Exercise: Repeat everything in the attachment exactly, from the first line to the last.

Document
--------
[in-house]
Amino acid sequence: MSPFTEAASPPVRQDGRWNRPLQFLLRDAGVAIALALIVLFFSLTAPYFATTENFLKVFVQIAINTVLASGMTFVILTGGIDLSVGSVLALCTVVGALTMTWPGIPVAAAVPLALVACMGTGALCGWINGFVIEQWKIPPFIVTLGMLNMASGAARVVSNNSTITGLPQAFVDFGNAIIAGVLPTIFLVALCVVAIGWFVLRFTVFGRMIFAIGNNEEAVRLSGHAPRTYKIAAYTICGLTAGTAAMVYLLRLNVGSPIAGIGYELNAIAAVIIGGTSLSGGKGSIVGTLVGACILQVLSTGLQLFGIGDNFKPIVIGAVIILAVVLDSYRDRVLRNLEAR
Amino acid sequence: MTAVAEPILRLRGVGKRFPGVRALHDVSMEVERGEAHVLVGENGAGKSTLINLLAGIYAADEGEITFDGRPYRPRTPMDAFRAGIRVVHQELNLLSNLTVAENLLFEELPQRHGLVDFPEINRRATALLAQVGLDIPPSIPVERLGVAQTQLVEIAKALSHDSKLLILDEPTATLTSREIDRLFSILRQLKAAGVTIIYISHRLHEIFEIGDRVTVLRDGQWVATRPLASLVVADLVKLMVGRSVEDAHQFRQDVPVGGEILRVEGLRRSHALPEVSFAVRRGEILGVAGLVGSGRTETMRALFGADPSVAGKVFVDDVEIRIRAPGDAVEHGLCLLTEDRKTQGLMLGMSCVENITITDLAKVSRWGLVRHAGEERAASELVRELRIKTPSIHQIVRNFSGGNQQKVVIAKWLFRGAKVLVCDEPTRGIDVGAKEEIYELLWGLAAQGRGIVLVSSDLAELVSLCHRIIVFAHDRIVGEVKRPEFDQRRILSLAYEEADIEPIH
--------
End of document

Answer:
[in-house]
Amino acid sequence: MSPFTEAASPPVRQDGRWNRPLQFLLRDAGVAIALALIVLFFSLTAPYFATTENFLKVFVQIAINTVLASGMTFVILTGGIDLSVGSVLALCTVVGALTMTWPGIPVAAAVPLALVACMGTGALCGWINGFVIEQWKIPPFIVTLGMLNMASGAARVVSNNSTITGLPQAFVDFGNAIIAGVLPTIFLVALCVVAIGWFVLRFTVFGRMIFAIGNNEEAVRLSGHAPRTYKIAAYTICGLTAGTAAMVYLLRLNVGSPIAGIGYELNAIAAVIIGGTSLSGGKGSIVGTLVGACILQVLSTGLQLFGIGDNFKPIVIGAVIILAVVLDSYRDRVLRNLEAR
Amino acid sequence: MTAVAEPILRLRGVGKRFPGVRALHDVSMEVERGEAHVLVGENGAGKSTLINLLAGIYAADEGEITFDGRPYRPRTPMDAFRAGIRVVHQELNLLSNLTVAENLLFEELPQRHGLVDFPEINRRATALLAQVGLDIPPSIPVERLGVAQTQLVEIAKALSHDSKLLILDEPTATLTSREIDRLFSILRQLKAAGVTIIYISHRLHEIFEIGDRVTVLRDGQWVATRPLASLVVADLVKLMVGRSVEDAHQFRQDVPVGGEILRVEGLRRSHALPEVSFAVRRGEILGVAGLVGSGRTETMRALFGADPSVAGKVFVDDVEIRIRAPGDAVEHGLCLLTEDRKTQGLMLGMSCVENITITDLAKVSRWGLVRHAGEERAASELVRELRIKTPSIHQIVRNFSGGNQQKVVIAKWLFRGAKVLVCDEPTRGIDVGAKEEIYELLWGLAAQGRGIVLVSSDLAELVSLCHRIIVFAHDRIVGEVKRPEFDQRRILSLAYEEADIEPIH